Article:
Korus could be a variant spelling of Chorus, a word referring to a group of people singing in unison. It comes from Latin chorus derived from Ancient Greek khorós meaning “ring dance, round dance; band, troop” perhaps derived from a Proto-Indo-European root word of uncertain meaning, perhaps from *gher- (1) (to enclose) or *gher- (2) (to like, want). Korus is also a Latvian word, the plural form of Koris meaning “chorus, choir”, as well as also being a plural form of Koru, a Maori name and word meaning “loop”, used to refer to a spiral shape based on the shape of an unfurling silver fern that symbolizes new life, strength, peace, and growth. It’s used in Maori art.
Korus is also a variant spelling of Corus, the name of a daemon (spirit) in Greek mythology who personified insolence, disdain, and surfeit whose name, fittingly, means “insolence, disdain, saturation”. Cōrus is also a variant form of Caurus which comes from Latin meaning “north-west wind” derived from PIE *kew-(e)ro- (north; north wind; rain shower); in Roman mythology, Caurus is the name of the Roman god of the north-west wind and belonged to the Anemoi, wind gods who were ascribed a cardinal direction and associated with specific seasons and weather conditions.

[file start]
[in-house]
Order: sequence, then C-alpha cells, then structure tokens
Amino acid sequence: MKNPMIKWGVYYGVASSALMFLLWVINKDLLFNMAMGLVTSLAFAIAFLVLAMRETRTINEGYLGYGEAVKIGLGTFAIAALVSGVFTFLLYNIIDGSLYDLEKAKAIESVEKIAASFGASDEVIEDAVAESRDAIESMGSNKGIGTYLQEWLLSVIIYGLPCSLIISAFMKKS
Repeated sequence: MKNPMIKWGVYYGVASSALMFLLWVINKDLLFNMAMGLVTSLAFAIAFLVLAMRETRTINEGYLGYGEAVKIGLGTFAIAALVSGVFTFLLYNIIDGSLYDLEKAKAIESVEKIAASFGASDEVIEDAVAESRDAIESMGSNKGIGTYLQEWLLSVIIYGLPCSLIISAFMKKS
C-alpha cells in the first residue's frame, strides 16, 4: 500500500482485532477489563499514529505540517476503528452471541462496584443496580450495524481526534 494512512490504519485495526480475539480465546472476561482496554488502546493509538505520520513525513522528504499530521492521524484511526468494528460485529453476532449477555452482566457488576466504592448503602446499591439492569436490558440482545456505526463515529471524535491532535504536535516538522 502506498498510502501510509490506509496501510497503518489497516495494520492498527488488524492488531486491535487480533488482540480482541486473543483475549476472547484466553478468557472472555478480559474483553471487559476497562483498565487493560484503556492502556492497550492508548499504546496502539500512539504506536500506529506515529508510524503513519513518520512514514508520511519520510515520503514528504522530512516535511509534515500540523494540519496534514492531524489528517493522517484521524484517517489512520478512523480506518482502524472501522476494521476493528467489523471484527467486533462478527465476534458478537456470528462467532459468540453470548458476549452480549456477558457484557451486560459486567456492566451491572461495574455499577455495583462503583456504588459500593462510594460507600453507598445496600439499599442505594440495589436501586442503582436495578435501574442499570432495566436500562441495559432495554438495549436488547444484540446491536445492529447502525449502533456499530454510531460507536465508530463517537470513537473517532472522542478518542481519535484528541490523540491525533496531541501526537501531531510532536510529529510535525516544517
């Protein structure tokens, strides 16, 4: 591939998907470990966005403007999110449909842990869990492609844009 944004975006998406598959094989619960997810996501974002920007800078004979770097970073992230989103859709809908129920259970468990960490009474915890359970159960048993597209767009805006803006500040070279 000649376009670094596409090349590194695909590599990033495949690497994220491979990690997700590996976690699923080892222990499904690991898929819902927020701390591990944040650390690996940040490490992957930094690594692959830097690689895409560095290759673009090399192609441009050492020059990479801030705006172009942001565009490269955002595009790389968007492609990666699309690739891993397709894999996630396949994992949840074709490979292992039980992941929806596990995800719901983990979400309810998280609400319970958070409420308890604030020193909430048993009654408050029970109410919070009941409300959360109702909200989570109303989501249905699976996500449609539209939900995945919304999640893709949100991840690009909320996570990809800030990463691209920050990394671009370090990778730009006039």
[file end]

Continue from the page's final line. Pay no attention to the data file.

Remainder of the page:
Origin: Proto-Indo-European, Latvian, Maori, Ancient Greek
- Caurus (Ancient Roman)
- Chorus (English)
- Corus (Ancient Greek)
- Koros (Ancient Greek)